Moreover, Asana is built with loads of features designed to make seeing all of your tasks easy. Not only a running list view (similar to a traditional to-do list), Asana includes a calendar view that displays tasks based on due date, color-coded based on who is working on each activity. Tasks can also be viewed based on their status in what Asana calls Board view - for example, managers can see all tasks To Be Started, In Progress, In Review, and Completed This Week (these status are completely customizable to fit your team's specific needs.)

Furthermore, similar to Slack, Asana is built with an open API to allow integrations with other applications. As we mentioned above, Slack and Asana integrate out-of-the-box - meaning you can review updates in Slack when tasks are changed or completed, and even better, you can interact with Asana tasks directly in Slack (e.g. ask a question directly from Slack that will be added as a comment on the Asana task - in turn, the task's assignee can receive a Slack message to know you asked a question). This makes it very easy to quickly keep up with task updates, while also giving the flexibility to go directly into Asana when more in-depth viewing is required. It is possible to set up one or more dedicated Slack channels to deal with Asana tasks notifications, and/or to integrate Asana messages directly into active Slack channels to best fit the way your team works.

With Asana, you no longer have to put together long emails to every member of your team detailing what you need them to be working on. Simply enter task details in Asana, assign a due date and a team member responsible for that task, and that person will be automatically notified they have something new to work on. Tasks can be updated and changed as needed as the work progresses, and team members can pass tasks back and forth as they need additional support from other members, departments, etc. Managers can easily see all of this movement and know the exact status of all the work, as opposed to sorting through hundreds of emails trying to keep up with what's going on. And when an associate completes a task, managers are also automatically updated without the need for additional effort coordinating the work.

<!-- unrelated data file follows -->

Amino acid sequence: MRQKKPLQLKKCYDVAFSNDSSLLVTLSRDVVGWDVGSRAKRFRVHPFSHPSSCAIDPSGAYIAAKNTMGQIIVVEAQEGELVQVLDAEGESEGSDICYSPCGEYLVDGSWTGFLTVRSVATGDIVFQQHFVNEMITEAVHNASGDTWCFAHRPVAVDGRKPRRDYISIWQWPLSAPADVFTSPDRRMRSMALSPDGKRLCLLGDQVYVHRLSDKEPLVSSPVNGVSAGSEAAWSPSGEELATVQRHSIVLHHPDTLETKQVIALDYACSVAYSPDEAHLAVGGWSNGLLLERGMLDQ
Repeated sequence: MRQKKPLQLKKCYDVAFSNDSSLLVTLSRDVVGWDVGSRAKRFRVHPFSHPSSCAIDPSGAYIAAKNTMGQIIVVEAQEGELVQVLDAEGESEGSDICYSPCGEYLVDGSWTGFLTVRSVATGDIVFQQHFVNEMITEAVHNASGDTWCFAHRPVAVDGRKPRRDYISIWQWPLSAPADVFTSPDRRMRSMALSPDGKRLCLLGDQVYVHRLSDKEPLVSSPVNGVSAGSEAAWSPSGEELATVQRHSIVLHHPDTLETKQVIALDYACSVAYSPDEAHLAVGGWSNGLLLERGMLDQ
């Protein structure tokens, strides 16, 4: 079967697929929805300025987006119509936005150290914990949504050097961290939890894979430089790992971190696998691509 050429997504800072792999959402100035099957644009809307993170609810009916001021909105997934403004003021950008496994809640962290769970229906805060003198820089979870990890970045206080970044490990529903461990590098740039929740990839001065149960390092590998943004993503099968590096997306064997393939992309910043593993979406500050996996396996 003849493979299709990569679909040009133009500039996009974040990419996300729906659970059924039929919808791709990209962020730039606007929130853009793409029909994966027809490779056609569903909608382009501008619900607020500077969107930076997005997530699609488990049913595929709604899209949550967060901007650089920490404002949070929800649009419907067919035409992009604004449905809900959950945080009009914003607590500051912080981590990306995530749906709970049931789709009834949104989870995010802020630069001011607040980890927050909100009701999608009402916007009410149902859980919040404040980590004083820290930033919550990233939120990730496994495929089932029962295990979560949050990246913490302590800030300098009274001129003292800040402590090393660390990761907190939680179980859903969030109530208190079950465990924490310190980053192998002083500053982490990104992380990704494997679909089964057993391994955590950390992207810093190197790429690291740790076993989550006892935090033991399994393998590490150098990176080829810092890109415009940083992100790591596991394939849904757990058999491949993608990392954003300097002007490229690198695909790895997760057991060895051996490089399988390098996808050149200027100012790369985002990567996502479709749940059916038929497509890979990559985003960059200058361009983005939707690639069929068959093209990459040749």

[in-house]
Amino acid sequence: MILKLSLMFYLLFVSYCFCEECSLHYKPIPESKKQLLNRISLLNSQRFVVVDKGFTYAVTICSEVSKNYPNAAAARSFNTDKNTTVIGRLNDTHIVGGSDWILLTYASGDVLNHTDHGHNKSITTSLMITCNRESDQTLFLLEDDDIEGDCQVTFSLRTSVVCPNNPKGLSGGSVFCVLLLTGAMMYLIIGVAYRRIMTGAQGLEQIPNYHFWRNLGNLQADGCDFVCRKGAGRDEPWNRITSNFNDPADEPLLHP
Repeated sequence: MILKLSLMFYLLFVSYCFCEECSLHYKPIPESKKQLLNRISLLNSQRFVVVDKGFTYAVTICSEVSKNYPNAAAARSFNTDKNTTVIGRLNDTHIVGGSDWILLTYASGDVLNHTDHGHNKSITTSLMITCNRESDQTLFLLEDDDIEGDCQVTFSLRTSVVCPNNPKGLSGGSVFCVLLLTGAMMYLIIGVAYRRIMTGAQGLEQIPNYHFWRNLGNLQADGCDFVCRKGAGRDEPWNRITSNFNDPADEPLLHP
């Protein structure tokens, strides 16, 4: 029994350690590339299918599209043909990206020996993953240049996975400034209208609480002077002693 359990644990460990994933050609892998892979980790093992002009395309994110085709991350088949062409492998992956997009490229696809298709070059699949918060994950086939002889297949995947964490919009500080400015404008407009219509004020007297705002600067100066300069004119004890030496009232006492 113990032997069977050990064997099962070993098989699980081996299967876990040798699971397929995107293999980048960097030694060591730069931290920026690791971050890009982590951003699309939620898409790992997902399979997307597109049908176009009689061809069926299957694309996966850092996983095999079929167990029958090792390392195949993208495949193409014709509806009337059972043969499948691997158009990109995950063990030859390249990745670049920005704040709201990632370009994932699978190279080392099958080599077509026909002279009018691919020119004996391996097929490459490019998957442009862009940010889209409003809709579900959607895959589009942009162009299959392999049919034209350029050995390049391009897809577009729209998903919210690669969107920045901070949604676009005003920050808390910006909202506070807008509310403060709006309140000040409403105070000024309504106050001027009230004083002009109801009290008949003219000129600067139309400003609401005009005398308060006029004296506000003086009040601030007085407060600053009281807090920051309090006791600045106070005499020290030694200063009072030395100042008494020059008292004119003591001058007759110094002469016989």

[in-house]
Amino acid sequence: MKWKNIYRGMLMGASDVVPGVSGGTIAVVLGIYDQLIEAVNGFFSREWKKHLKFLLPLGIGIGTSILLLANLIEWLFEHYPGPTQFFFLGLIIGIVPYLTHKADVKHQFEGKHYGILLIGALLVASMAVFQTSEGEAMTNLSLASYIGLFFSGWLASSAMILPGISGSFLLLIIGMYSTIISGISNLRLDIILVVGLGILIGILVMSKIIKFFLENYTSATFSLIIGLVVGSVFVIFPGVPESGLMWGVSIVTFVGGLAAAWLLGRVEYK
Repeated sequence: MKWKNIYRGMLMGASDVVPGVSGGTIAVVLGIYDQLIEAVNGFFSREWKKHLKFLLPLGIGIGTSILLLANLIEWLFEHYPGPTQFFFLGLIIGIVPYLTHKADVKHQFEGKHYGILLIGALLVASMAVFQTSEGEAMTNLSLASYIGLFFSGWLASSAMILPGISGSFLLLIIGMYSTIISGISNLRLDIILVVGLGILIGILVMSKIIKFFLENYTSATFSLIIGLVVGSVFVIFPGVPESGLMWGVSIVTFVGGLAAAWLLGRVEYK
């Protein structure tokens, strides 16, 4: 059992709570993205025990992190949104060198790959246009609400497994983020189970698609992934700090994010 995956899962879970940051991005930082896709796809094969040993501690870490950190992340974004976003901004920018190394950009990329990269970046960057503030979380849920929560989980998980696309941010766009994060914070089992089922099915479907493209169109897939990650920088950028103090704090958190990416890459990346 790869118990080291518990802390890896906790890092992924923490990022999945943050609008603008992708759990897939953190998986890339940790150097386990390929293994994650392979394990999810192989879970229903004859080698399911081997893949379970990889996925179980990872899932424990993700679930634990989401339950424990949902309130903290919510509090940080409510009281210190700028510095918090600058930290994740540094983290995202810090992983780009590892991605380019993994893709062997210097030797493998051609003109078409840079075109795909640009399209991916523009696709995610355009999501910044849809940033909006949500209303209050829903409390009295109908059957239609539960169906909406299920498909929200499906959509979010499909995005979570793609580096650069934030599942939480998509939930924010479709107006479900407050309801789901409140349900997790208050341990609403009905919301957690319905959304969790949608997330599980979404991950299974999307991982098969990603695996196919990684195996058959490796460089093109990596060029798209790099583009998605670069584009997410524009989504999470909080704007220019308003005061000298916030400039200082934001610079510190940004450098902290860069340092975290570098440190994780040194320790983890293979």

Asana - free for basic features, premium plans start at $13.50/user/month

HOW-TO Set Up Your Team for Success with Asana [COMING SOON]

Google Drive and Docs

Now that you have a streamlined way to communicate with your team and keep track of what they're working on, you need a better way to complete that work. And no matter what type of industry you're in, it is inevitable that completing work generates a large number of documents, spreadsheets, presentations, and other files.

Typically, these files are saved to a single person's laptop and then then emailed as attachments to the rest of the team - resulting in hundreds of different versions of each file with no way to know what's the latest. And moreover, what happens if the person working on that file loses or breaks their computer? Most companies these days don't have an IT department they can call to help, and even if they do, it's often impossible to recover a file if a computer's hard drive breaks.

Google Drive eliminates this problem by storing all of your documents and files in a secure, cloud-based environment accessible from anywhere you need. Drive also offers improved organization by allow for searching of documents - instead of scrolling through endless folders on your desktop, simply enter a few keywords, and Drive shows you all the related files. No longer will you forget the presentation at the office - you can simply open Drive and access you presentation directly from your customer's office.

What is Google Docs then? Docs are Google's version of Microsoft Office (i.e. Word, Excel, PowerPoint, etc.) - and built seamlessly to work with Drive. You can create documents, spreadsheets, presentations, and more directly in Drive and accessible from anywhere. Docs also automatically handles version control - meaning there is a single source of the truth for each file, with the ability to see exactly who changed what and when that was changed, plus the ability to revert to previous versions if needed.

Documents and files (along with Drive folders) can be shared with other team members, with multiple access levels to allow viewing and editing privileges only to those associates who need them. And arguably the best part of Google Docs is that multiple people can be working on the same file at the same time. Instead of a single person having to rush to update a spreadsheet before the critical sales call, the entire team can be working in the same file to make any updates they need. Google easily manages changes and makes it simple to ensure you're not working over the top of one another.

Overall, Google Drive and Docs makes managing the work you and your team are producing much easier and simpler than ever before. You'll be wondering how you ever got anything done before Drive!

Google Drive and Docs - pricing based on space used, free for up to 15GB, $2 - $10 per month for 100GB up to 1TB, also available as part of G Suite (bundled with professional email, conferencing, and other tools) for $6/user/month for up to 30GB of storage per user

HOW-TO Set Up Your Documents and Files using Google Drive and Docs [COMING SOON]

Confused? Questions? Just ask!

Ready to move on to step 4? Check out our next software guide: Customer Management.

nerd out,